Twins News and Research RSS Feed - Twins News and Research

Identical twins experience unimaginable cancer

Identical twins experience unimaginable cancer

Since the day they came home from the hospital in matching newborn monkey outfits, Zane and Zac Taylor have done everything together. [More]

Study examines racial differences in alcohol involvement and trauma exposures

Trauma exposure has consistently been reported as a risk factor for alcohol use and related problems. [More]
Tendency to feel lonely linked partially to genetic traits

Tendency to feel lonely linked partially to genetic traits

Loneliness is linked to poor physical and mental health, and is an even more accurate predictor of early death than obesity. [More]
Moderately vigorous physical activity in midlife linked to better cognition at old age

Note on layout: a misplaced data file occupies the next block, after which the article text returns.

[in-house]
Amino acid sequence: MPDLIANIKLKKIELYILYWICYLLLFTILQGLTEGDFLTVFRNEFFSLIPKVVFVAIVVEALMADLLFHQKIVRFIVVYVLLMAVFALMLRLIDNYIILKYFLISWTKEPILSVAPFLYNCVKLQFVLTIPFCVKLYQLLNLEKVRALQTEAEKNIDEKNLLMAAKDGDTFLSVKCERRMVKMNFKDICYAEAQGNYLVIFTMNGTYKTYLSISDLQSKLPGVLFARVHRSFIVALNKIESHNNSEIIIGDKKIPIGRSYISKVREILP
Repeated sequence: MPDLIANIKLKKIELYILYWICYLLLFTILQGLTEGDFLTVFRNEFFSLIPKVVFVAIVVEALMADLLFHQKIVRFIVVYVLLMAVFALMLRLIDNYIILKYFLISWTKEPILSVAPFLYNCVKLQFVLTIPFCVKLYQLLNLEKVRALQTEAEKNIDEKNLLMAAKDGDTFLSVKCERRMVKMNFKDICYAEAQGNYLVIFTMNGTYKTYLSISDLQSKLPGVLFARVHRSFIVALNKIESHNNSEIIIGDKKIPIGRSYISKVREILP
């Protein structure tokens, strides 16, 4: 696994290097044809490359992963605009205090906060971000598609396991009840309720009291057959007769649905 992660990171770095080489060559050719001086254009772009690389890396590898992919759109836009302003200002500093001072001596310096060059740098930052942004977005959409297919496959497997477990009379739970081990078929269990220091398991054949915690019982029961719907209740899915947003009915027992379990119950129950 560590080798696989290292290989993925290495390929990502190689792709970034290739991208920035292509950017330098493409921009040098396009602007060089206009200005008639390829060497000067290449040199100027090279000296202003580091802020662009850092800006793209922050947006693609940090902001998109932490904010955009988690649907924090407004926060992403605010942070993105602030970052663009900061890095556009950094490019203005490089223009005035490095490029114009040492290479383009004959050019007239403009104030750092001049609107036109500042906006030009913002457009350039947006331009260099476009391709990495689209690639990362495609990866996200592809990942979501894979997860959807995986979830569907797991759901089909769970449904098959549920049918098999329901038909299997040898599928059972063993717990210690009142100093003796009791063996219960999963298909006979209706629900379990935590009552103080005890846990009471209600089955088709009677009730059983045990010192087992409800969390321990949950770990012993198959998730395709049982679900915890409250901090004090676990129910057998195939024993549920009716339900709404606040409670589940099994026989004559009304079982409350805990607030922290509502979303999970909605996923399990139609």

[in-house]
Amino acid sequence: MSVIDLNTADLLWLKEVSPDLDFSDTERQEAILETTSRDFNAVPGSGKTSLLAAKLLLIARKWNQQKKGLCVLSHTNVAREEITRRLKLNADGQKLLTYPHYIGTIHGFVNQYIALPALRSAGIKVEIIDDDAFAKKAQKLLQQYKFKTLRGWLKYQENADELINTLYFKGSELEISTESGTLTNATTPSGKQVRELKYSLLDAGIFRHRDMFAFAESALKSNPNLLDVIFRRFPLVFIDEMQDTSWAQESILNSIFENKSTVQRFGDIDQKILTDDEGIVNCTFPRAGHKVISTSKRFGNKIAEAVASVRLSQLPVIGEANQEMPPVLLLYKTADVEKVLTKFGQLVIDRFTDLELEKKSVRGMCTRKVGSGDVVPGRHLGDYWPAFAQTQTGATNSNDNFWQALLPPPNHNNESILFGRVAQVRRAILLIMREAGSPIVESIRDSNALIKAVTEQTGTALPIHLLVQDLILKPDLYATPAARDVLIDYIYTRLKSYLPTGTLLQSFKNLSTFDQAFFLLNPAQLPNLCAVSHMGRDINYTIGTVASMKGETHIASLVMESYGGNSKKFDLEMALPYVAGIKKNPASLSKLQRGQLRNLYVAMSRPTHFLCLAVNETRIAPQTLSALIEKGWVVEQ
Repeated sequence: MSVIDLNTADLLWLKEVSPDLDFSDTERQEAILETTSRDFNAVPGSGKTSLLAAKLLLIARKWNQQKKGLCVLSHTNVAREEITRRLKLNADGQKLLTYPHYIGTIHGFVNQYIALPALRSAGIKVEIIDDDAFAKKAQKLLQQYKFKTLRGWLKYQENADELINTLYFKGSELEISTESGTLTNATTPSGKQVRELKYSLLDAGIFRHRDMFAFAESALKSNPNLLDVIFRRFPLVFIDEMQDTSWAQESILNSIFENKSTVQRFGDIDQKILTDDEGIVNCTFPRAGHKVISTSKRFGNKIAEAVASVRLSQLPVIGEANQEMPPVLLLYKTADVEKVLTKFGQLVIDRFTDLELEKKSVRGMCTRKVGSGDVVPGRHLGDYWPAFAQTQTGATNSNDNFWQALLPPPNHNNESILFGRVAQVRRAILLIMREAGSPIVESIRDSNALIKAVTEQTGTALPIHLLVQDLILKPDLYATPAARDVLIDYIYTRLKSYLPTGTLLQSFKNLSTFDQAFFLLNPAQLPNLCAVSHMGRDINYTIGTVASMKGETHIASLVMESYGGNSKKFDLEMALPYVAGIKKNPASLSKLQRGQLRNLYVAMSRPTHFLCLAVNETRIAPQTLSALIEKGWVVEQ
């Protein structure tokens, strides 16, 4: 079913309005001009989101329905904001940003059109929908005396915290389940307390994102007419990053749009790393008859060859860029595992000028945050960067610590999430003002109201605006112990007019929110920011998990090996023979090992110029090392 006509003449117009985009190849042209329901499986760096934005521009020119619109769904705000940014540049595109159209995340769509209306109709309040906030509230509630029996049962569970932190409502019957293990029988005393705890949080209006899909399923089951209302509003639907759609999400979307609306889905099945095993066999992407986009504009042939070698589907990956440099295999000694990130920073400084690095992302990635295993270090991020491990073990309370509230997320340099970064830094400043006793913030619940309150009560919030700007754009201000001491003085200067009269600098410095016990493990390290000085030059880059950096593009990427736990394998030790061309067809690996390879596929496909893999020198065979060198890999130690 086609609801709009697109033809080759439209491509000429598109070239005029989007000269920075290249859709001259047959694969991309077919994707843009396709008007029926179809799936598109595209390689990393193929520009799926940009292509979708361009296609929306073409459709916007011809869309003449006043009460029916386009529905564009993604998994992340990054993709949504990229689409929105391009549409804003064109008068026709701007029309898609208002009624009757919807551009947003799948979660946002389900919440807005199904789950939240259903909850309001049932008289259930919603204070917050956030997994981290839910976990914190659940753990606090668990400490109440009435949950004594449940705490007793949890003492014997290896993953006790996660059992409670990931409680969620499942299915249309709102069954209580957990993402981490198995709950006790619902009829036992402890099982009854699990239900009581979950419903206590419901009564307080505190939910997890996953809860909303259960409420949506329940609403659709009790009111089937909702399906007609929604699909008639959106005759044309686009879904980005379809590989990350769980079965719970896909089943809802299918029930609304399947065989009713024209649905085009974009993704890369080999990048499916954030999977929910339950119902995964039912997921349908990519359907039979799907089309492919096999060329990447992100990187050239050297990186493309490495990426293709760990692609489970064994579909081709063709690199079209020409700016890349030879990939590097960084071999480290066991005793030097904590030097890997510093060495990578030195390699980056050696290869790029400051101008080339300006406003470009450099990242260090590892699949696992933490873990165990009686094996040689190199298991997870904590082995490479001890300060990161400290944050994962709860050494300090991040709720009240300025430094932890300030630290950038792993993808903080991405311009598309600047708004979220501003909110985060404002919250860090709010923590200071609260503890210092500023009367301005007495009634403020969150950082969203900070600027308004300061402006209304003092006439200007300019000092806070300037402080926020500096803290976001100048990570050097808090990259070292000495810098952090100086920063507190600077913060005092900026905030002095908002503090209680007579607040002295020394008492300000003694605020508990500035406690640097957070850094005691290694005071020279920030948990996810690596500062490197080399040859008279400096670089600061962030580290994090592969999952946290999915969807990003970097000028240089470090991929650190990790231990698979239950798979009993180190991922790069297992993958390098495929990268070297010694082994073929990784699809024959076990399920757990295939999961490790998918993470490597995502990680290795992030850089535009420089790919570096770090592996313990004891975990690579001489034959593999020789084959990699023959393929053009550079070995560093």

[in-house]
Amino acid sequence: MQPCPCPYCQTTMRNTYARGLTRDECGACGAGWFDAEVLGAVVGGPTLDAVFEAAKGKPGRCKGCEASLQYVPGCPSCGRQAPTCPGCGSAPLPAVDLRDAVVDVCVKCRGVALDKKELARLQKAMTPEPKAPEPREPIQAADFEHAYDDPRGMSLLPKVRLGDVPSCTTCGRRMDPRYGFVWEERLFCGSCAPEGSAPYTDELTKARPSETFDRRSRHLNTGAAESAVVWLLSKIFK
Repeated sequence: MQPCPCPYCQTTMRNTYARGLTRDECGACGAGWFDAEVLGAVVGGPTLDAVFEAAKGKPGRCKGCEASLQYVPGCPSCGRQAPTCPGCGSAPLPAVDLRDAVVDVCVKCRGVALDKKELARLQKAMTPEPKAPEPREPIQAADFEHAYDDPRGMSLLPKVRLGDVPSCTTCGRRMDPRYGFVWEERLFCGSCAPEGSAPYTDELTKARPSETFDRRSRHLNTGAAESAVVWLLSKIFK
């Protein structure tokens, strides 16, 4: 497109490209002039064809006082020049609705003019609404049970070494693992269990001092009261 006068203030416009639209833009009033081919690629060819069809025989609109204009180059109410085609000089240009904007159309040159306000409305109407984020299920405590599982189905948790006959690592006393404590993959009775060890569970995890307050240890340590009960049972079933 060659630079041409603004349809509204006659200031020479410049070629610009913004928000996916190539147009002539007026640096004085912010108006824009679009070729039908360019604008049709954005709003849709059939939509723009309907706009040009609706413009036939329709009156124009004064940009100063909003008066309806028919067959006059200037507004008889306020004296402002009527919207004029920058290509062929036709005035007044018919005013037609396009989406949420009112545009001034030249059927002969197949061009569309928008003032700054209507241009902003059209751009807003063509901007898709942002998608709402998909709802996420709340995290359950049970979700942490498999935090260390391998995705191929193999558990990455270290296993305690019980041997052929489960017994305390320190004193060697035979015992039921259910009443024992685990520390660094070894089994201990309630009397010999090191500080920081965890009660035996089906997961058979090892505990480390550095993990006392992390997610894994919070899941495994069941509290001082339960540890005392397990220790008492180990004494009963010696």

Moderately vigorous physical activity in midlife linked to better cognition at old age

A new study of 3050 twins finds moderately vigorous physical activity - i.e., more strenuous than walking - to be associated with better cognition in a 25-year follow-up. [More]
Twin study looks at genetic influences on key structures of the human brain

Twin study looks at genetic influences on key structures of the human brain

An internationally significant study of healthy twins, 65 years of age or older, has unlocked important clues about how genes influence the development of key grey matter structures, paving the way for a genetic blueprint of the human brain. [More]
Genes may influence how people feel about their weight, study shows